By Mariana Zamboni
I am free at last!
But, even though I received my green card just six months ago, it still doesn’t wash away the 16 years of mental incarceration and humiliation one lives with when they are labeled undocumented and illegal in a place that is known globally as the â€œLand of the Free.â€
Deep inside, I still can feel the pain, the tears, the nudo en la garganta (knot in the throat). Even today, as I stand on the highest privileged ground of higher education in this country â€” Harvard.
I’m currently studying for my Masterâ€™s, gearing up for another week of school. But before I talk about my experience here, I need to recap and share a little bit about my past.
My name is Mariana Zamboni. I was born in Guatemala and came to Los Angeles to be reunited with my mother in 1991. I attended the local Los Angeles Unified School District schools, was affected in some way or other by the Rodney King riots, Prop 187, and HR 4437.
Yet through the collective efforts of many, I was able to remain focused on school. When I discovered that my undocumented status created additional barriers in attending institutions of higher education, a part of me died.
To my rescue came the passage of Assembly Bill 540, months before graduating from high school. So transferring from California State University, Los Angeles to Los Angeles City College to UCLA, I was able to graduate with a degree in Psychology in June 2007.
The monetary assistance of extended family members, my parents, scholarships and my jobs helped me finance my education.
With help, I was admitted to a competitive research program that encourages underrepresented students to apply to graduate school.
Although, I never envisioned myself in graduate school (my undocumented status was going to hinder my ability to access funds) I applied to 4 schools. I kept thinking that it was a waste of time and went through a depressive episode during my last year at UCLA.
I kept thinking â€œis all this worth it?â€ I saw friends with degrees in Chemistry and Political Science from UCLA being waitresses or volunteering at local non-profits because no one would hire them due to their undocumented status.
Lawyers kept telling me that staying in school was the best thing I could do: â€œSchool is your sanctuary as an undocumented student.â€
Therefore, I followed some advice and applied to graduate school. I applied to two â€œimpossibleâ€ schools â€” Harvard and Brown, and to two â€œsafeâ€ schools â€” UCLA and Claremont.
When I read my acceptance letter via e-mail from Harvard, I went back to check to make sure it wasnâ€™t spam. I couldnâ€™t believe it.
I never dreamed of attending Harvard. I only applied because my advisor encouraged me to apply to “schools you donâ€™t think you will get into.”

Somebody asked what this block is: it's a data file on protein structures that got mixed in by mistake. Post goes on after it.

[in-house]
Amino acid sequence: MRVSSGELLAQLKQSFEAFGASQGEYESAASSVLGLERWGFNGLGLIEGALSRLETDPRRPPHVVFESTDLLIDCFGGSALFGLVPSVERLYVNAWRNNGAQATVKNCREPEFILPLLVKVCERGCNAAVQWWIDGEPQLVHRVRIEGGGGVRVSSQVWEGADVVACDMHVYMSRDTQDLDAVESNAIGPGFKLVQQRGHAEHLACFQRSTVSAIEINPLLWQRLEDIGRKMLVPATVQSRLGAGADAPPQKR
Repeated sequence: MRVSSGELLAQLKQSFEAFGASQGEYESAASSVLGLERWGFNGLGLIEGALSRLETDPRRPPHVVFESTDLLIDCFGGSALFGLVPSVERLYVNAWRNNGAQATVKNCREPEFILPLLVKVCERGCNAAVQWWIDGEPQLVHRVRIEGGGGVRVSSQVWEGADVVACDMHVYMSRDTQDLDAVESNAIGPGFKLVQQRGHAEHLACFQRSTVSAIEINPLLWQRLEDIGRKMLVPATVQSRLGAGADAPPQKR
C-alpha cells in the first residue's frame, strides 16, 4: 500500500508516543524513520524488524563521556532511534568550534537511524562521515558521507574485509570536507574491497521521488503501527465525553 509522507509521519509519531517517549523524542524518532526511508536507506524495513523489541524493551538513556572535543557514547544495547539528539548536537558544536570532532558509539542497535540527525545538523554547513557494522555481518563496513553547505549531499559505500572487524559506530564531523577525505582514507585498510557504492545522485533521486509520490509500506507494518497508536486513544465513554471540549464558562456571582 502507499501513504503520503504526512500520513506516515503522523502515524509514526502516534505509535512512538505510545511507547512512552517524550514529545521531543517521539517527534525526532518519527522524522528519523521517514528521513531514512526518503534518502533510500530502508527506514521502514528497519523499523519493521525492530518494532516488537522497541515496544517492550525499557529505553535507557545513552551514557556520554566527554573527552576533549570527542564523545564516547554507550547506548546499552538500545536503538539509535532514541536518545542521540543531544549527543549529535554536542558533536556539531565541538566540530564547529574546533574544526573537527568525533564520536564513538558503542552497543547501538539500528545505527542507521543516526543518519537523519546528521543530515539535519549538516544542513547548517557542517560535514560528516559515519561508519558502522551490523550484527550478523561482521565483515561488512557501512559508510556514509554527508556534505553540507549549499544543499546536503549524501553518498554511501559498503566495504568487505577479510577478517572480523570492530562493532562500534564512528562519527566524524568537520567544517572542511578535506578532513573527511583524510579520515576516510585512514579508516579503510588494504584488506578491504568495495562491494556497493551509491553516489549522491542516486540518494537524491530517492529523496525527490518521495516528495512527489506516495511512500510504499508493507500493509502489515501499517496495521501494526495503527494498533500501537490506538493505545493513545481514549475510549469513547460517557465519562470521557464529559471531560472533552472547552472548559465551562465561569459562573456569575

After reading my acceptance letter, I remembered a separate letter I had attached to my application explaining to the Admissions Committee how complicated my citizenship status was.
I told them: “I’ve lived in the U.S. for most of my life but don’t have a Social Security Number, work permit, or a green card. I am legally a citizen of Guatemala but have lived there only for 7 years and I have spent 16 years in Los Angeles, therefore I am not an international student.
â€œI hope that my immigration status does not hinder me from getting accepted or receiving financial assistance.”
Maybe that letter paid off in the end.
Receiving my green card in late March 2007 was a very happy surprise. It allowed me to accept my admission into Harvard. I now qualify for federal loans that are helping me finance my education â€” and I can do other things.
I am able to get on a plane. I can apply to any job and write a nine-digit number that belongs to me!
I am able to go dance at a club with my friends or catch a drink at the local bar because I have an ID now (you need a SSN to get an ID in most states).
It is easier to open a bank account and I can begin to establish credit. I can get a driver’s license and most importantly, I am able to prove who I am.
I can apply for scholarships and fellowships. I am able to HAVE an IDENTITY.
I will be able to return to Guatemala and reconcile with the life of the little girl that I left behind â€” but most importantly, I will be able to meet the father I never knew.
Harvard is a difficult place. I have been having a difficult time adjusting to all the changes. For the first time, I am able to compare how different and unique my experiences are.
Hanging out with people that share the same struggles, ideologies, concerns, and hope gives me security and comfort.
Most people that I am currently meeting are unaware of the challenges undocumented youth face. Some have shared that they cannot recall any challenges in their lives! I cannot honestly imagine a life without struggles.
Little by little, I hope to understand that it is imperative to embrace my experiences because they are not only mine â€” but ours.
As I end this note, I ponder on the possibility of seeing more of mi gente in this privileged space.
It is only through the passage of the DREAM Act or a comprehensive immigration bill that will make that possibility a reality.
I long for when more people can share the feeling of being free at last!